Mohammed Nazir Bin Lep

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Mohammed Nazir Bin Lep
ISN 10022, Bashir Lap.jpg
Mohammed Nazir Bin Lep in 2008
Born (1976-12-26) December 26, 1976 (age 46)[1][2]
Johor, Malaysia
Arrested2003
Bangkok, Thailand
Royal Thai Police
Detained at CIA black sites, Guantanamo
Other name(s) Lillie, Bin Lep, Bin Lap, Ali, Mohammad Nasir Bin Lep, Bashir Bin Lep
ISNISN10022
Charge(s)Charged before a military commission in 2021.

Mohammed Nazir Bin Lep (also referred to as Lillie) is a Malaysian national alleged to be affiliated with Jemaah Islamiyah and al-Qaeda, currently in American DoD custody in the Guantanamo Bay detention camp. He is one of 119 detainees previously held at secret Black Sites abroad,[3] which included being subjected to Enhanced Interrogation Techniques.[4][5] He is currently awaiting trial in a military commission. In the ODNI biographies, Bin Lep is described as a high value detainee and lieutenant of Hambali (along with another alleged subordinate, Mohamad Farik Amin). He was transferred from clandestine custody to the Guantanamo Bay detention camps, in Cuba, on September 6, 2006.

Early life[edit]

Mohammed Nazir Bin Lep was born in 1976 in Johor, Malaysia. Bin Lep received a degree in architecture from Polytechnic University Malaysia. After completing his degree, Bin Lep completed compulsory military service in the Malaysian Army.[4]

Guantanamo detainment[edit]

Mohammed Nazir Bin Lep has been detained in Guantanamo Bay since 2006 when he was transferred into DoD custody. Throughout Bin Lap's internment, the Malaysian Government has sought to repatriate him in addition to another Malaysian national held in Guantanamo Bay.[6]

Arraignment[edit]

In August 2021, Mohammed Nazir Bin Lep, Hambali, and Mohamad Farik Amin were charged by the United States government with murder and terrorism for their involvement in the 2003 Marriott Hotel bombing.[7]

Guantanamo Review Task Force[edit]

On January 21, 2009, the day he was inaugurated, United States President Barack Obama issued three executive orders related to the detention of individuals in Guantanamo Bay detention camp.[8][9][10][11] That new review system was composed of officials from six departments, where the OARDEC reviews were conducted entirely by the Department of Defense. When it reported back, a year later, the Guantanamo Review Task Force classified some individuals as too dangerous to be transferred from Guantanamo, even though there was insufficient evidence to justify charging them. On April 9, 2013, that document was made public after a Freedom of Information Act request.[12] Bin Lep was one of the 71 individuals deemed unable to be charged due to insufficient evidence, but too dangerous to release. Obama said those deemed unable to be charged due to insufficient evidence but too dangerous to release would start to receive reviews from a Periodic Review Board.

Periodic Review Board[edit]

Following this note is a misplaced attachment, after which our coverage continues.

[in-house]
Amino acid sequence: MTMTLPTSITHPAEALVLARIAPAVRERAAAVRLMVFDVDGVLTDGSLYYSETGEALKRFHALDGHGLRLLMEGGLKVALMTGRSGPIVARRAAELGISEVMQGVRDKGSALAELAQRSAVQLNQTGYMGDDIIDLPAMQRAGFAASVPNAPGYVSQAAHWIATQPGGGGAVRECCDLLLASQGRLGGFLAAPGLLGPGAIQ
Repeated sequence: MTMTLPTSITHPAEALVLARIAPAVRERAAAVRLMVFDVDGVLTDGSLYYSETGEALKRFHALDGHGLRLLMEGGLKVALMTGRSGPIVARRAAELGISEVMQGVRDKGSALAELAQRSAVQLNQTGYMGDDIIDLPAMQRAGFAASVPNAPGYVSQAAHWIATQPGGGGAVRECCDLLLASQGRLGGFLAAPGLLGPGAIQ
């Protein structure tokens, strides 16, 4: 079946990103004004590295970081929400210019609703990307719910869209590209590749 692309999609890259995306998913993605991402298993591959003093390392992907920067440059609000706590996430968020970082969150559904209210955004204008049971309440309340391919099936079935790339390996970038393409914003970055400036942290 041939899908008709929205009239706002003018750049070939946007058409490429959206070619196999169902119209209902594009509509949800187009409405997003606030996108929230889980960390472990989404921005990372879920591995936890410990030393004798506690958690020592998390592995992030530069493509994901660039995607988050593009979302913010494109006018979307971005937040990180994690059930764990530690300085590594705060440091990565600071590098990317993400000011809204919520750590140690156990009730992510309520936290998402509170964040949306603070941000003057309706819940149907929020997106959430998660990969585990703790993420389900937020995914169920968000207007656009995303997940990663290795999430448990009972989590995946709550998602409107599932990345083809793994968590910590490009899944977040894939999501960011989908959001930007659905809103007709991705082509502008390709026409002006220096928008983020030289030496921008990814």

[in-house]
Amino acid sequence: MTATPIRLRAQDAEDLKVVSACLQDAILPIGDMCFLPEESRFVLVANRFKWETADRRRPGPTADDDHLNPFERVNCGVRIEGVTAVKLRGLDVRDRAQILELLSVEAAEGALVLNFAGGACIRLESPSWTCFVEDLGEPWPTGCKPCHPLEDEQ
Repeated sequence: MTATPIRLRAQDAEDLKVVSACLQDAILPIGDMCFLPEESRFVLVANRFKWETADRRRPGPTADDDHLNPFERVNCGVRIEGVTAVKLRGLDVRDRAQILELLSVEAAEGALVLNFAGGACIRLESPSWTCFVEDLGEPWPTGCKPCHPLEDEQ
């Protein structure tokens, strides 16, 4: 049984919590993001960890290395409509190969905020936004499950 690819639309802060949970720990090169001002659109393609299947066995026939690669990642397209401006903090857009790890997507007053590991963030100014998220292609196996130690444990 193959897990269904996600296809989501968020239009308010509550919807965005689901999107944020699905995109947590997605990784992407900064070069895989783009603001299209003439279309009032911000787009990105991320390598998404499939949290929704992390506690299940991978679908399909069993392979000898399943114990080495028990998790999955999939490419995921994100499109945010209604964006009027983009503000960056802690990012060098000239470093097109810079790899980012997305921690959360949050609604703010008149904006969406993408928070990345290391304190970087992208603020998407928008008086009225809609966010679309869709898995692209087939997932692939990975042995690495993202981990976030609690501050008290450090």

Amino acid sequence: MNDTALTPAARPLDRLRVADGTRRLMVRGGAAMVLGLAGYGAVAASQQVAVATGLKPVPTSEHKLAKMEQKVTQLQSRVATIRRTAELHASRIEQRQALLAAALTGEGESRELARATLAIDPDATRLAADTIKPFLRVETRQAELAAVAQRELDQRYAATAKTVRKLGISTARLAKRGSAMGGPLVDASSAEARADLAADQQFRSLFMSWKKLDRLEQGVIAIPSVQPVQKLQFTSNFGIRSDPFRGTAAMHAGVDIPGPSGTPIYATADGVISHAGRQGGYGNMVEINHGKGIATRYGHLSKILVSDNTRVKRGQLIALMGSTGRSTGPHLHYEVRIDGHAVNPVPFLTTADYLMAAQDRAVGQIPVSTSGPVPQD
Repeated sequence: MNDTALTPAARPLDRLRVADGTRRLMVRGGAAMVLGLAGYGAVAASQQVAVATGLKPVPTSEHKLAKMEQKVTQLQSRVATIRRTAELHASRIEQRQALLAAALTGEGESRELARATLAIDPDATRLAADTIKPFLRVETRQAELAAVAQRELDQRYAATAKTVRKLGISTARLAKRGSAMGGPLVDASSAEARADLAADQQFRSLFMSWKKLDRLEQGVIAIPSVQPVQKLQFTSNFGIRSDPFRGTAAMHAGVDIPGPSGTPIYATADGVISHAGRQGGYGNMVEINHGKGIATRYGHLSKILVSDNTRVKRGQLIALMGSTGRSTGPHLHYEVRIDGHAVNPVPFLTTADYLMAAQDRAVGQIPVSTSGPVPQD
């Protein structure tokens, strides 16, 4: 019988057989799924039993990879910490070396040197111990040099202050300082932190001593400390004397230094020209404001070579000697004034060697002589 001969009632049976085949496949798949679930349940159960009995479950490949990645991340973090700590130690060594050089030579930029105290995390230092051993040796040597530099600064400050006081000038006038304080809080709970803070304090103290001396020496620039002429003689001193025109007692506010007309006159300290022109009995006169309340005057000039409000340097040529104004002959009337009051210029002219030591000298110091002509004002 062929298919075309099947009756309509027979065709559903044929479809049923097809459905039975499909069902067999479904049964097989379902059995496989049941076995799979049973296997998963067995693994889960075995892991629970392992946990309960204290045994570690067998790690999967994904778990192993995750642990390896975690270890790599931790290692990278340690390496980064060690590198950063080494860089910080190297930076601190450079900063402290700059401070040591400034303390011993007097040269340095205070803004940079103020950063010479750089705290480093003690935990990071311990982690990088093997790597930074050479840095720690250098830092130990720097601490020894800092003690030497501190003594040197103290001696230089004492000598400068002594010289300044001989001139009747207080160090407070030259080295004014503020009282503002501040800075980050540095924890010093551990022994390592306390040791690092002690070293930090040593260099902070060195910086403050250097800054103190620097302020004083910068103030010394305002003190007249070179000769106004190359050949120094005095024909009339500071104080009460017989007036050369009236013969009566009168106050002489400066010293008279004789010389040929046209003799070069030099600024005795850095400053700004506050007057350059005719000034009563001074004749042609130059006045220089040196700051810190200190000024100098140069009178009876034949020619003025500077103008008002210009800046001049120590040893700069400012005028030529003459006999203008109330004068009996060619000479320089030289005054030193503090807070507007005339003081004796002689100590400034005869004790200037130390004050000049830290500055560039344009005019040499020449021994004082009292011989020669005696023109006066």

The first review wasn't convened until November 20, 2013.[13] As of 15 April 2016, 29 individuals had reviews, but Bin Lep wasn't one of them. Bin Lep was denied approval for transfer on September 15, 2016.[14]

References[edit]

  1. ^ https://int.nyt.com/data/documenttools/82559-isn-10022-lillie-mohammed-nazir-bin-lep-jtf-gtmo/5efc73ee2302972d/full.pdf[bare URL PDF]
  2. ^ "Archived copy" (PDF). Archived (PDF) from the original on 2016-12-23. Retrieved 2019-01-26.{{cite web}}: CS1 maint: archived copy as title (link)
  3. ^ "Senate Select Committee on Intelligence Committee Study of the Central Intelligence Agency's Detention and Interrogation Program" (PDF). United States Intelligence Committee. Retrieved 28 October 2020.
  4. ^ a b "Detainee Biographies". Office of the Director of National Intelligence. Archived from the original (PDF) on 2009-08-31.
  5. ^ "Bush: CIA holds terror suspects in secret prisons". CNN. September 7, 2006. Archived from the original on May 16, 2008. Retrieved 2007-08-10.
  6. ^ Iman, Kyle (3 December 2019). "TWO MALAYSIANS HAVE BEEN HELD AT GUANTANAMO BAY FOR 13 YEARS, DESPITE NEVER BEING CHARGED". CIL!SOS.my. Current Issues Tambah Pedas. Retrieved 14 January 2021.
  7. ^ Carol Rosenberg (August 30, 2021). "Three Guantánamo Detainees Charged in 2002 Bali Bombing". New York Times. Retrieved August 30, 2021.
  8. ^ Andy Worthington (2012-10-25). "Who Are the 55 Cleared Guantánamo Prisoners on the List Released by the Obama Administration?". Archived from the original on 2015-03-08. Retrieved 2015-02-19. I have already discussed at length the profound injustice of holding Shawali Khan and Abdul Ghani, in articles here and here, and noted how their cases discredit America, as Khan, against whom no evidence of wrongdoing exists, nevertheless had his habeas corpus petition denied, and Ghani, a thoroughly insignificant scrap metal merchant, was put forward for a trial by military commission — a war crimes trial — under President Bush.
  9. ^ Andy Worthington (June 11, 2010). "Does Obama Really Know or Care About Who Is at Guantánamo?". Archived from the original on June 16, 2010. Retrieved July 21, 2010.
  10. ^ Peter Finn (January 22, 2010). "Justice task force recommends about 50 Guantanamo detainees be held indefinitely". Washington Post. Archived from the original on 2015-05-04. Retrieved July 21, 2010.
  11. ^ Peter Finn (May 29, 2010). "Most Guantanamo detainees low-level fighters, task force report says". Washington Post. Archived from the original on 2015-05-10. Retrieved July 21, 2010.
  12. ^ "71 Guantanamo Detainees Determined Eligible to Receive a Periodic Review Board as of April 19, 2013". Joint Review Task Force. 2013-04-09. Archived from the original on 2015-05-19. Retrieved 2015-05-18.
  13. ^ "Periodic Review Secretariat: Review Information". Periodic Review Secretariat. Archived from the original on 2016-04-15. Retrieved 2016-04-18.
  14. ^ Final determination Department of Defense

External links[edit]